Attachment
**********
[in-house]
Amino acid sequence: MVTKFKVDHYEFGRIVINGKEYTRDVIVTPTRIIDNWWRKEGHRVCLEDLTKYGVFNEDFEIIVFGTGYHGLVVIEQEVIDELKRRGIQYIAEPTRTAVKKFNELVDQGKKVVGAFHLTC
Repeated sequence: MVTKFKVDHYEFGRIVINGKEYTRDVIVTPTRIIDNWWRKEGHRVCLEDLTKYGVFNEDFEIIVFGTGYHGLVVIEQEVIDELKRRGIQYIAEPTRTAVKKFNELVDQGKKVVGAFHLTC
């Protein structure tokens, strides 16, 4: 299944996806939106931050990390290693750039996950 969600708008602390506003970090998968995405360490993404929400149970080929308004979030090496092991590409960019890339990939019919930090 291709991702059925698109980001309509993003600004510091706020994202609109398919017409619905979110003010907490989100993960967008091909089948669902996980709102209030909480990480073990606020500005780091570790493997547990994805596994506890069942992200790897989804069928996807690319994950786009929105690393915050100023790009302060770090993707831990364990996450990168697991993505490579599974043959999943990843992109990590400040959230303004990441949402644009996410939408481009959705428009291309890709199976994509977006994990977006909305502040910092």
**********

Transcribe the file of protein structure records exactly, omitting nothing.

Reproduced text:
[in-house]
Amino acid sequence: MVTKFKVDHYEFGRIVINGKEYTRDVIVTPTRIIDNWWRKEGHRVCLEDLTKYGVFNEDFEIIVFGTGYHGLVVIEQEVIDELKRRGIQYIAEPTRTAVKKFNELVDQGKKVVGAFHLTC
Repeated sequence: MVTKFKVDHYEFGRIVINGKEYTRDVIVTPTRIIDNWWRKEGHRVCLEDLTKYGVFNEDFEIIVFGTGYHGLVVIEQEVIDELKRRGIQYIAEPTRTAVKKFNELVDQGKKVVGAFHLTC
């Protein structure tokens, strides 16, 4: 299944996806939106931050990390290693750039996950 969600708008602390506003970090998968995405360490993404929400149970080929308004979030090496092991590409960019890339990939019919930090 291709991702059925698109980001309509993003600004510091706020994202609109398919017409619905979110003010907490989100993960967008091909089948669902996980709102209030909480990480073990606020500005780091570790493997547990994805596994506890069942992200790897989804069928996807690319994950786009929105690393915050100023790009302060770090993707831990364990996450990168697991993505490579599974043959999943990843992109990590400040959230303004990441949402644009996410939408481009959705428009291309890709199976994509977006994990977006909305502040910092």